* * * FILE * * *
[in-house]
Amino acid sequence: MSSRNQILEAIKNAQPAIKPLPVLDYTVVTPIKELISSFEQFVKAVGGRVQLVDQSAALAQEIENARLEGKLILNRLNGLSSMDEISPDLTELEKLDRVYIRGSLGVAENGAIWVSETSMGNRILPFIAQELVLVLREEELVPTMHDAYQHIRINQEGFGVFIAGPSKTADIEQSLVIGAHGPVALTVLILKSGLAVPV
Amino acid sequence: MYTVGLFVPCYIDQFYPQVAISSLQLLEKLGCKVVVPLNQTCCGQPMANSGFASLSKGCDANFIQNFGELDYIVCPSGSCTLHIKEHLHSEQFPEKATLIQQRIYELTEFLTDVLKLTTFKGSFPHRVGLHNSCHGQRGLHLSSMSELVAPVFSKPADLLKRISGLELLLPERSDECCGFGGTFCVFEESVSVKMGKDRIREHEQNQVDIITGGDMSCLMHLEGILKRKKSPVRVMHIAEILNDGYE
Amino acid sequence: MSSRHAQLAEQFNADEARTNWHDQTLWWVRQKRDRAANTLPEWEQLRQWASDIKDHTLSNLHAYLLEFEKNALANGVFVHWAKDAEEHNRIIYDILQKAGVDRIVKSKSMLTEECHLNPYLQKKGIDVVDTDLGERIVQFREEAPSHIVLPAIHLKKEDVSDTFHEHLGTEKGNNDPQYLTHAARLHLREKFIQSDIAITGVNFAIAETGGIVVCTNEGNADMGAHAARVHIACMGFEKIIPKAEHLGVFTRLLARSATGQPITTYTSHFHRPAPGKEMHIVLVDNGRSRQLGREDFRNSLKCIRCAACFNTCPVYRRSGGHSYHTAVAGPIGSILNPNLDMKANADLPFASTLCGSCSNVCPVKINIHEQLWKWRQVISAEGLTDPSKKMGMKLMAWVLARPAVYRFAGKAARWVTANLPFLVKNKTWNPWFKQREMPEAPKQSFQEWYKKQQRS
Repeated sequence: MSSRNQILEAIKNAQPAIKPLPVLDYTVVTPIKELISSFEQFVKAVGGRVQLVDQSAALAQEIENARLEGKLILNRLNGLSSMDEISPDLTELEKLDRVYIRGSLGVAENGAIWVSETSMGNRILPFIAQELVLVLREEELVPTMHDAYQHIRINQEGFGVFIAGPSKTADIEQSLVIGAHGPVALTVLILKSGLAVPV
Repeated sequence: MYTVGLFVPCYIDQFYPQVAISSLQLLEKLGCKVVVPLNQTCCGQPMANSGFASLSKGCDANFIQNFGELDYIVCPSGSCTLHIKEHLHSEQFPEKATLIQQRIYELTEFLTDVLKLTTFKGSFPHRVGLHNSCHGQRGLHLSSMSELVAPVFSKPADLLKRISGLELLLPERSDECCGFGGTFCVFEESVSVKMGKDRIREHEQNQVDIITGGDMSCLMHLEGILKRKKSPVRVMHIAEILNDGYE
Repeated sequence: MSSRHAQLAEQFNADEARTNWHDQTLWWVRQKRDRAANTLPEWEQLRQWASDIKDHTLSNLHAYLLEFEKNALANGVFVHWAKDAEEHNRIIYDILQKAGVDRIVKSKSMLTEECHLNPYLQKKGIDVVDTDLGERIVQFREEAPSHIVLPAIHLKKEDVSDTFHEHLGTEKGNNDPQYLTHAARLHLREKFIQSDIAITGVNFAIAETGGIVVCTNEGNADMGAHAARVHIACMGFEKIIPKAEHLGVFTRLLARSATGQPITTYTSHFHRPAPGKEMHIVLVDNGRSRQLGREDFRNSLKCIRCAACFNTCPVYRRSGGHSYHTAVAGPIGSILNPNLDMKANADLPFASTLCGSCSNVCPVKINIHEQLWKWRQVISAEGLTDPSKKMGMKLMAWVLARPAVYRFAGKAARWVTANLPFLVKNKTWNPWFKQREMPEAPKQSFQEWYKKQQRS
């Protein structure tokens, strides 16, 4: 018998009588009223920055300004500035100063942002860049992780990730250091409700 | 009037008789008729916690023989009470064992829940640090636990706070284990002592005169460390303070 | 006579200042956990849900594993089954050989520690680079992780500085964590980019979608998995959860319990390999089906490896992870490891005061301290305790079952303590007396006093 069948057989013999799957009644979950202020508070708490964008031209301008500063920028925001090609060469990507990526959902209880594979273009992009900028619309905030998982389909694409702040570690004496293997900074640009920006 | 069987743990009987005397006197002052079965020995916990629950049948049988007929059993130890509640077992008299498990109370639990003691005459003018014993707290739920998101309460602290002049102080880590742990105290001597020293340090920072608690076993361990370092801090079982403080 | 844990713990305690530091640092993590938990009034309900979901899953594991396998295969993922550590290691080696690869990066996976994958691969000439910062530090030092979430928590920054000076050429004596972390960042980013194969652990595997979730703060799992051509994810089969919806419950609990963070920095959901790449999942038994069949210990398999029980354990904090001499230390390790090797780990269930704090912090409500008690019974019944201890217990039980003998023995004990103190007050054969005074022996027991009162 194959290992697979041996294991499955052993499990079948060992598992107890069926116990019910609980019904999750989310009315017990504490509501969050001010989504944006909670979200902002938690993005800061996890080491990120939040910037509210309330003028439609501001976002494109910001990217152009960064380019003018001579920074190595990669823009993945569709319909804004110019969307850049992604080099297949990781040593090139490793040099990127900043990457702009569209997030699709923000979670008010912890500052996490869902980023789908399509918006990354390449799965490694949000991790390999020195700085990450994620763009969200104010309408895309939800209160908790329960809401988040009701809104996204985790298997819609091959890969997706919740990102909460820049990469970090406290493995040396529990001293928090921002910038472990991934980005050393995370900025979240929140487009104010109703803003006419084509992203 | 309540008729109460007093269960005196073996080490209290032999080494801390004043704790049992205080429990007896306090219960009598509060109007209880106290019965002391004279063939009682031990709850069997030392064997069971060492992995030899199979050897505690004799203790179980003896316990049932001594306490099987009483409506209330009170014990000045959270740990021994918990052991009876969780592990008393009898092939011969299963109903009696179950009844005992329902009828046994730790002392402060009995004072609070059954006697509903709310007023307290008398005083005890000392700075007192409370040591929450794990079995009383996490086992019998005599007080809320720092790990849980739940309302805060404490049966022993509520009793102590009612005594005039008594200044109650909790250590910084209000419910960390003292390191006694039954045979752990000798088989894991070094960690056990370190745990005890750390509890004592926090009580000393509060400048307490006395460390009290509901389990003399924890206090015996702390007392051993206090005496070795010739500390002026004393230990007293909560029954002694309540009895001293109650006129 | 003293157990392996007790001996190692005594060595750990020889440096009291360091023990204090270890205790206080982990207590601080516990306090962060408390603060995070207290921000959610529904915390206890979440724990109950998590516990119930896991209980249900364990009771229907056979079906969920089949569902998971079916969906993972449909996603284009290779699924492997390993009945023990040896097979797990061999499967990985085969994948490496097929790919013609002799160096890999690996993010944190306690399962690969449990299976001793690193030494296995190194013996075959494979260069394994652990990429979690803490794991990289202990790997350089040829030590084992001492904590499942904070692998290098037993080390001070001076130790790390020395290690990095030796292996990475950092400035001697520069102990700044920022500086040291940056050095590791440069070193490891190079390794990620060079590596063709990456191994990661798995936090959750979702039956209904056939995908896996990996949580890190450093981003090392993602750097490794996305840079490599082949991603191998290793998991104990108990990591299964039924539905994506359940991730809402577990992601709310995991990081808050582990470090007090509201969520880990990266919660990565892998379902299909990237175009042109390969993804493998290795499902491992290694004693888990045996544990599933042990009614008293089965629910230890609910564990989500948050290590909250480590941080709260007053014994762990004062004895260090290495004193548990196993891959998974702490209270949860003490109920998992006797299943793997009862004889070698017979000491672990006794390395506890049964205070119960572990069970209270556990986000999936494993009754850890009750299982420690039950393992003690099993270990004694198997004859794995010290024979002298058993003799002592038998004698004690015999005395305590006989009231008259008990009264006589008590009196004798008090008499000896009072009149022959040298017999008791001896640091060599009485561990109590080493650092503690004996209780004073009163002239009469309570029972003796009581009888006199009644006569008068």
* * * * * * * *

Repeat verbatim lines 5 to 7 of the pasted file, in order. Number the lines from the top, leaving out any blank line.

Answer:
Repeated sequence: MSSRNQILEAIKNAQPAIKPLPVLDYTVVTPIKELISSFEQFVKAVGGRVQLVDQSAALAQEIENARLEGKLILNRLNGLSSMDEISPDLTELEKLDRVYIRGSLGVAENGAIWVSETSMGNRILPFIAQELVLVLREEELVPTMHDAYQHIRINQEGFGVFIAGPSKTADIEQSLVIGAHGPVALTVLILKSGLAVPV
Repeated sequence: MYTVGLFVPCYIDQFYPQVAISSLQLLEKLGCKVVVPLNQTCCGQPMANSGFASLSKGCDANFIQNFGELDYIVCPSGSCTLHIKEHLHSEQFPEKATLIQQRIYELTEFLTDVLKLTTFKGSFPHRVGLHNSCHGQRGLHLSSMSELVAPVFSKPADLLKRISGLELLLPERSDECCGFGGTFCVFEESVSVKMGKDRIREHEQNQVDIITGGDMSCLMHLEGILKRKKSPVRVMHIAEILNDGYE
Repeated sequence: MSSRHAQLAEQFNADEARTNWHDQTLWWVRQKRDRAANTLPEWEQLRQWASDIKDHTLSNLHAYLLEFEKNALANGVFVHWAKDAEEHNRIIYDILQKAGVDRIVKSKSMLTEECHLNPYLQKKGIDVVDTDLGERIVQFREEAPSHIVLPAIHLKKEDVSDTFHEHLGTEKGNNDPQYLTHAARLHLREKFIQSDIAITGVNFAIAETGGIVVCTNEGNADMGAHAARVHIACMGFEKIIPKAEHLGVFTRLLARSATGQPITTYTSHFHRPAPGKEMHIVLVDNGRSRQLGREDFRNSLKCIRCAACFNTCPVYRRSGGHSYHTAVAGPIGSILNPNLDMKANADLPFASTLCGSCSNVCPVKINIHEQLWKWRQVISAEGLTDPSKKMGMKLMAWVLARPAVYRFAGKAARWVTANLPFLVKNKTWNPWFKQREMPEAPKQSFQEWYKKQQRS